CT, MRI account for most speech recognition errors

2015 07 15 09 13 34 501 Sound Wave2 200

In an audit of mistakes resulting from the use of speech recognition software, CT reports had the highest overall error rate, and this can be attributed to the high volume of reports dictated and the complexity of cases, according to U.K. researchers. MRI reports also accounted for a large proportion of errors.

"Speech recognition software relies heavily on continuous acoustics and recognizing varied pronunciations for the same word. Additionally, the software requires a high signal-to-noise ratio for accurate dictation," noted lead presenter Dr. Pavan Najran at last month's European Society of Gastrointestinal and Abdominal Radiology (ESGAR) annual congress in Paris. "The limitations of the software can significantly impact on dictations resulting in errors which may lead to misinterpretation of reports and potentially change patient management."

Najran, a specialist radiology registrar at University Hospital North Staffordshire in Stoke-on-Trent, and co-presenter Dr. Nick Watson, consultant radiologist at the same hospital, assessed the error rate in radiology reports dictated using speech recognition software.

Reports performed by consultant/senior radiologists at University Hospital North Staffordshire on four nonconsecutive days were selected at random and were subsequently analyzed. All reports made by locum radiologists, reporting radiographers, and registrars/junior radiologists were excluded from the study. Reports from a range of modalities were sampled, including plain film, ultrasound, MRI, and CT.

The highest number of errors was seen in CT reports (74 out of 321 scans, 23%), but MRI reports had a higher proportion of errors (41 out of 130 scans, 32%). Interestingly, there was only one error found in 83 ultrasound reports. In 153 plain film examinations, 11 errors were identified, amounting to 7.1%.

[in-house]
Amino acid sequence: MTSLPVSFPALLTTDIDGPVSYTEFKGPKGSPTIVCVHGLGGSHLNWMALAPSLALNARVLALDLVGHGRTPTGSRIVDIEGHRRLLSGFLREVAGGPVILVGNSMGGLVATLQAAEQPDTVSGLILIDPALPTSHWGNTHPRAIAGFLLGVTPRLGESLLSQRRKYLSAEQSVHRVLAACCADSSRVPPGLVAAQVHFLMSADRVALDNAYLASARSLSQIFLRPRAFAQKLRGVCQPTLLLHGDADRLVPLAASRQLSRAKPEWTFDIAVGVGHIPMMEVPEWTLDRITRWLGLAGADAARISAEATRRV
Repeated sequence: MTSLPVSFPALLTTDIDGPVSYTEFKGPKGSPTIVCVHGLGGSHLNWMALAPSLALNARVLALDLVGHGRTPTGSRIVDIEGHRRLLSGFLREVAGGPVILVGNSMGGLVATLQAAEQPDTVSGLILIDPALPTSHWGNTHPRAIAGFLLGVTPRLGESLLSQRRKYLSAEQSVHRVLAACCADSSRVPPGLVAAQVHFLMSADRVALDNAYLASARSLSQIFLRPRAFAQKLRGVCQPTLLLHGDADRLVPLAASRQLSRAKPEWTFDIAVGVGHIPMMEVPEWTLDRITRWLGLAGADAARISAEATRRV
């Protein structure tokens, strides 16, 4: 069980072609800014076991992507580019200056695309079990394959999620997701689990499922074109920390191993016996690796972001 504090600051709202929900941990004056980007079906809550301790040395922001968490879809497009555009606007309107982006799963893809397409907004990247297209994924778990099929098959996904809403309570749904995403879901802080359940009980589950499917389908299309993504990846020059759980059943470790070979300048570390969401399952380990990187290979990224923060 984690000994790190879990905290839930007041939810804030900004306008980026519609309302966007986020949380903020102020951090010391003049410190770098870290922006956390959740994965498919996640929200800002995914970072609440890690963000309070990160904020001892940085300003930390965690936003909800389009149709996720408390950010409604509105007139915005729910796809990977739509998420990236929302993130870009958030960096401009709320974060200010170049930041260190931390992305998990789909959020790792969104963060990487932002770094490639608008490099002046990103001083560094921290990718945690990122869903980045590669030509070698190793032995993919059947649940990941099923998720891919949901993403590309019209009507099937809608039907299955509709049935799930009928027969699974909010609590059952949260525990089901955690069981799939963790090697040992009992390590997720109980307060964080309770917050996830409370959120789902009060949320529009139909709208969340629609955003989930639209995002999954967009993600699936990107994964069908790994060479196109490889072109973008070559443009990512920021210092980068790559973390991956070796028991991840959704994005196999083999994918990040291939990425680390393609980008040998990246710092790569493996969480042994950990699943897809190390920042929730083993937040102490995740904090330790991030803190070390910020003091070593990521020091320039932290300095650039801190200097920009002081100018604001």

Total errors identified for each modality in University Hospital North Staffordshire's audit.Total errors identified for each modality in University Hospital North Staffordshire's audit.

Najran and Watson classified some uncorrected errors as minor (e.g., grammatical errors) when they had no impact on patient management, but they emphasized that some errors can result in mismanagement of a patient due to misleading conclusions.

Word insertion was the most common error occurring across all modalities, and it accounted for a total of 73 errors. Use of the wrong word and word deletion were responsible for 24 errors each, while there were 16 grammatical errors and no cases of lateralization (see chart for full details).

Categorization of errors: 1 = wrong word, 2 = word deletion, 3 = word insertion, 4 = grammatical error, 5 = lateralization.Categorization of errors: 1 = wrong word, 2 = word deletion, 3 = word insertion, 4 = grammatical error, 5 = lateralization.

The introduction of speech recognition software has been shown to improve reporting turnaround times, leading to a reduction of turnaround time from 28 hours to 12.7 hours, resulting in an increase volume of reports by 5% in one study, but the use of such software will result in errors, Najran explained. The literature reports a wide range of error rates of between 4.8% and 42%, and one study found an error rate of between 30% and 42% in speech recognition dictated reports compared with 6% and 8% in typed reports.

These findings have been presented at the local audit meeting, and subsequently a tutorial on the effective use of speech recognition software was offered to all consultants. Najran also gave a presentation on this topic at the U.K. Radiological Congress (UKRC), held in Liverpool at the end of June.

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